March 3 (Bloomberg) -- Egypt’s antiquities are in “grave danger” from looters following the revolution that ousted President Hosni Mubarak last month, Zahi Hawass, Minister of State for Antiquities Affairs, said in his blog.
“When the revolution began on Jan. 25 and through its first week, there were only a few reports of looting,” he said. “However, since Mubarak’s resignation, looting has increased all over the country and our antiquities are in grave danger from criminals trying to take advantage of the current situation.”
Four items out of 18 that were stolen from the Egyptian Museum in Cairo on Jan. 28 have been recovered, Hawass said. The statue of the Pharaoh Akhenaten as an offering bearer was discovered by a protester near the southern wall of the museum and his family contacted the ministry to have it returned, he said.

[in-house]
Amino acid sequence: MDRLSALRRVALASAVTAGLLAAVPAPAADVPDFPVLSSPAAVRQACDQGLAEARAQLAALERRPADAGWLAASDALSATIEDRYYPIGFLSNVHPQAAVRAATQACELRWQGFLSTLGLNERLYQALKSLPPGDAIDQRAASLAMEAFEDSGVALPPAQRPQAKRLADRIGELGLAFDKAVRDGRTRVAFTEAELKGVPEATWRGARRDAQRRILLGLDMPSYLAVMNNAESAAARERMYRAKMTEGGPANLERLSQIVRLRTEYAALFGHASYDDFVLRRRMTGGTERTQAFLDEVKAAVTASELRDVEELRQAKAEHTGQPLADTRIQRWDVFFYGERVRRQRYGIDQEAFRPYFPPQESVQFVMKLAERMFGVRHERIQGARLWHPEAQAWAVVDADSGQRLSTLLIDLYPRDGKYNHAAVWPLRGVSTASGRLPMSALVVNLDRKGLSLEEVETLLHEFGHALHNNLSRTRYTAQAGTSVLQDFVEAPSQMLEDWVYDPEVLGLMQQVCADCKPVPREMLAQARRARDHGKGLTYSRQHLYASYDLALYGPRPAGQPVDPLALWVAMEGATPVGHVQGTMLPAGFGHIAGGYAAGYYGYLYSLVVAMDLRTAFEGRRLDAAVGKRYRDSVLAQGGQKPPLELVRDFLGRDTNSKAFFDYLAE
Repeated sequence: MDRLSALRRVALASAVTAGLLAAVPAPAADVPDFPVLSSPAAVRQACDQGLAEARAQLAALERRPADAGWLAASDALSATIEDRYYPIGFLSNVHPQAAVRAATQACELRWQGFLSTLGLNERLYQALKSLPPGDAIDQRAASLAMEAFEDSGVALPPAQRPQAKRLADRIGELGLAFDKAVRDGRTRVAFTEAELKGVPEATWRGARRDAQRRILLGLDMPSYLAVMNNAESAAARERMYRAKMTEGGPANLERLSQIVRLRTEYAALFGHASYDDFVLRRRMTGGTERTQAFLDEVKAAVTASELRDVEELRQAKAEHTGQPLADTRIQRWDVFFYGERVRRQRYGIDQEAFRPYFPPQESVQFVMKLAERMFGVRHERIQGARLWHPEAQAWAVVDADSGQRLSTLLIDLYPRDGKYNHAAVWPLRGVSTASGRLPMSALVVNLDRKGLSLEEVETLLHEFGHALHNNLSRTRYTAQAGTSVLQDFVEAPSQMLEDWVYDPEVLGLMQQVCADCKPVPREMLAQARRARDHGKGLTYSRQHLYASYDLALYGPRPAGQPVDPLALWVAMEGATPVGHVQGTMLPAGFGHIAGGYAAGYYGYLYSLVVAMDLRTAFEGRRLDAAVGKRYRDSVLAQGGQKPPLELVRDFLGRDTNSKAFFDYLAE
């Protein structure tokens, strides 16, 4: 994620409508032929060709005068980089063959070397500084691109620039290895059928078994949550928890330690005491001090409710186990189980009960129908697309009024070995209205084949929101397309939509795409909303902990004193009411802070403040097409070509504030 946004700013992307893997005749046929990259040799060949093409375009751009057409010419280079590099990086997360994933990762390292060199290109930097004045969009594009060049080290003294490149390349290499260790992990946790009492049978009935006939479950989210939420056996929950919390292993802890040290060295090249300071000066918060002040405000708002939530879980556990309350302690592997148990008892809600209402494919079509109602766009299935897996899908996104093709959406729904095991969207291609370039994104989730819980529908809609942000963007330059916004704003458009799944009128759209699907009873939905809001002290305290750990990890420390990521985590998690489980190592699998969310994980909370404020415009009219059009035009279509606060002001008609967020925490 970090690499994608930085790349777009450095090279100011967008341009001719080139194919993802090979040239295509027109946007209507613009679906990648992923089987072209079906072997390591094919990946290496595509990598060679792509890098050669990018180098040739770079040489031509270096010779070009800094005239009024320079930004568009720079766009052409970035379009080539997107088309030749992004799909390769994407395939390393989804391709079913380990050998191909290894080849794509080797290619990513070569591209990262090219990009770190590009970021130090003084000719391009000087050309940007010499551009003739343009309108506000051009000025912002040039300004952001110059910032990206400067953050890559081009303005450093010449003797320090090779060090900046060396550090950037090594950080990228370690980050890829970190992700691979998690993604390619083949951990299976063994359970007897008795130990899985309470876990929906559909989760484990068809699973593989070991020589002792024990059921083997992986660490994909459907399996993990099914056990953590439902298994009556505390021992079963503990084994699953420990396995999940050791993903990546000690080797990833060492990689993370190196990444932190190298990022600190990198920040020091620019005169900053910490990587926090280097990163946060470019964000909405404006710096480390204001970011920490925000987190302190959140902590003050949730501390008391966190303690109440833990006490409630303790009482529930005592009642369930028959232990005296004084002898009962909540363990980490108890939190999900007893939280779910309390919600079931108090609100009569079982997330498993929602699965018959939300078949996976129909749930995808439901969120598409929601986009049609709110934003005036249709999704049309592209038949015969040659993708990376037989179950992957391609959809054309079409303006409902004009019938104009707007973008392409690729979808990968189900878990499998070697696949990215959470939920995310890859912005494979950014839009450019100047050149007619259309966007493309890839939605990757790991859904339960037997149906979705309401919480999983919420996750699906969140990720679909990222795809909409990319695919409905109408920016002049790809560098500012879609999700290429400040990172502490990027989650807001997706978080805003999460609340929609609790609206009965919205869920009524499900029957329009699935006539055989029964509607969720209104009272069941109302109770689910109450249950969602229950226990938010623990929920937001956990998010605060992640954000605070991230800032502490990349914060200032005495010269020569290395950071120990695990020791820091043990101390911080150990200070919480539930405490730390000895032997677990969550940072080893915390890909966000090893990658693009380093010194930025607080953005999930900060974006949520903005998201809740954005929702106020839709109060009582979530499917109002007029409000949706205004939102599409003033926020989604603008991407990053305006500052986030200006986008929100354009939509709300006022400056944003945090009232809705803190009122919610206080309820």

Across Egypt, storage magazines have been broken into including that of the Metropolitan Museum of Art’s expedition in Dahshur, which was attacked twice by looters who overpowered guards and tied them up, Hawass said.
To contact the reporter responsible for this story: Mahmoud Kassem at email@example.com
To contact the editor responsible for this story: Riad Hamade at firstname.lastname@example.org